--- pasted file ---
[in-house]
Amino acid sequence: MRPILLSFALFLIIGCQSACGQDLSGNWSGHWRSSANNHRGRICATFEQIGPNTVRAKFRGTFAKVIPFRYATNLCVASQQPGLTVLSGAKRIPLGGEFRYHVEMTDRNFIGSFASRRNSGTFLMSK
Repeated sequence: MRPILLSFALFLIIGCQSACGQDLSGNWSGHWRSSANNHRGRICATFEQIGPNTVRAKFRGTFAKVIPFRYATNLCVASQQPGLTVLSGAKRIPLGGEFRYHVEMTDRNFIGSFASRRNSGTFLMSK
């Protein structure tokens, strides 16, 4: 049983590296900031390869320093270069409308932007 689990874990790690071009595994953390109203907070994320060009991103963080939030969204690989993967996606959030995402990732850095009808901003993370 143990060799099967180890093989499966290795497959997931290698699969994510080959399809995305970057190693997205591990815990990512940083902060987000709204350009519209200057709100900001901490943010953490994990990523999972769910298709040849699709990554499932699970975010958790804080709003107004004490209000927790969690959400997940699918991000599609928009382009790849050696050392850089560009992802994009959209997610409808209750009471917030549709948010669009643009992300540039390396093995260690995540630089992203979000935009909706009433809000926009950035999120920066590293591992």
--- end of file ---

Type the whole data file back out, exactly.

[in-house]
Amino acid sequence: MRPILLSFALFLIIGCQSACGQDLSGNWSGHWRSSANNHRGRICATFEQIGPNTVRAKFRGTFAKVIPFRYATNLCVASQQPGLTVLSGAKRIPLGGEFRYHVEMTDRNFIGSFASRRNSGTFLMSK
Repeated sequence: MRPILLSFALFLIIGCQSACGQDLSGNWSGHWRSSANNHRGRICATFEQIGPNTVRAKFRGTFAKVIPFRYATNLCVASQQPGLTVLSGAKRIPLGGEFRYHVEMTDRNFIGSFASRRNSGTFLMSK
């Protein structure tokens, strides 16, 4: 049983590296900031390869320093270069409308932007 689990874990790690071009595994953390109203907070994320060009991103963080939030969204690989993967996606959030995402990732850095009808901003993370 143990060799099967180890093989499966290795497959997931290698699969994510080959399809995305970057190693997205591990815990990512940083902060987000709204350009519209200057709100900001901490943010953490994990990523999972769910298709040849699709990554499932699970975010958790804080709003107004004490209000927790969690959400997940699918991000599609928009382009790849050696050392850089560009992802994009959209997610409808209750009471917030549709948010669009643009992300540039390396093995260690995540630089992203979000935009909706009433809000926009950035999120920066590293591992």